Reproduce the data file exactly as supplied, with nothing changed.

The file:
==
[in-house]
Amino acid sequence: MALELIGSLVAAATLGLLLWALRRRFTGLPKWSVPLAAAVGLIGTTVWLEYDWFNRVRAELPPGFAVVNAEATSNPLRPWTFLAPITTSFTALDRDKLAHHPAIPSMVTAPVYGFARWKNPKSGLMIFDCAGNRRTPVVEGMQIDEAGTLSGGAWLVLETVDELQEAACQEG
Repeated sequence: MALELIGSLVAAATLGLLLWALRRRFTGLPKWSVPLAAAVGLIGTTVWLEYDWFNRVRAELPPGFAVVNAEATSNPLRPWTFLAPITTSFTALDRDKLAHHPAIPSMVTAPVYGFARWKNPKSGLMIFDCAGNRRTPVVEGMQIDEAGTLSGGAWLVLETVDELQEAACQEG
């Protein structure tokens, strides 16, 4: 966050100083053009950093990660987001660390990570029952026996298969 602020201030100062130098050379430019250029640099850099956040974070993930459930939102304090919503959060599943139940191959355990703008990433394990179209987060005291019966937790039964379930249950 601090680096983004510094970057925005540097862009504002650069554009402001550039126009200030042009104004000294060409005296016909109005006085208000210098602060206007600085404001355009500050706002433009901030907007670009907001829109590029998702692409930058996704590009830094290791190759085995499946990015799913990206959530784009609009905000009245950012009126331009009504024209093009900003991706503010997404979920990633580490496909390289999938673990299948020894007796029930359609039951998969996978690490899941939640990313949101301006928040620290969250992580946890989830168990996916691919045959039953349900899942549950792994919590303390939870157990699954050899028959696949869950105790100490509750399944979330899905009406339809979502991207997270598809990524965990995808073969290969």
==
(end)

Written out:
[in-house]
Amino acid sequence: MALELIGSLVAAATLGLLLWALRRRFTGLPKWSVPLAAAVGLIGTTVWLEYDWFNRVRAELPPGFAVVNAEATSNPLRPWTFLAPITTSFTALDRDKLAHHPAIPSMVTAPVYGFARWKNPKSGLMIFDCAGNRRTPVVEGMQIDEAGTLSGGAWLVLETVDELQEAACQEG
Repeated sequence: MALELIGSLVAAATLGLLLWALRRRFTGLPKWSVPLAAAVGLIGTTVWLEYDWFNRVRAELPPGFAVVNAEATSNPLRPWTFLAPITTSFTALDRDKLAHHPAIPSMVTAPVYGFARWKNPKSGLMIFDCAGNRRTPVVEGMQIDEAGTLSGGAWLVLETVDELQEAACQEG
């Protein structure tokens, strides 16, 4: 966050100083053009950093990660987001660390990570029952026996298969 602020201030100062130098050379430019250029640099850099956040974070993930459930939102304090919503959060599943139940191959355990703008990433394990179209987060005291019966937790039964379930249950 601090680096983004510094970057925005540097862009504002650069554009402001550039126009200030042009104004000294060409005296016909109005006085208000210098602060206007600085404001355009500050706002433009901030907007670009907001829109590029998702692409930058996704590009830094290791190759085995499946990015799913990206959530784009609009905000009245950012009126331009009504024209093009900003991706503010997404979920990633580490496909390289999938673990299948020894007796029930359609039951998969996978690490899941939640990313949101301006928040620290969250992580946890989830168990996916691919045959039953349900899942549950792994919590303390939870157990699954050899028959696949869950105790100490509750399944979330899905009406339809979502991207997270598809990524965990995808073969290969």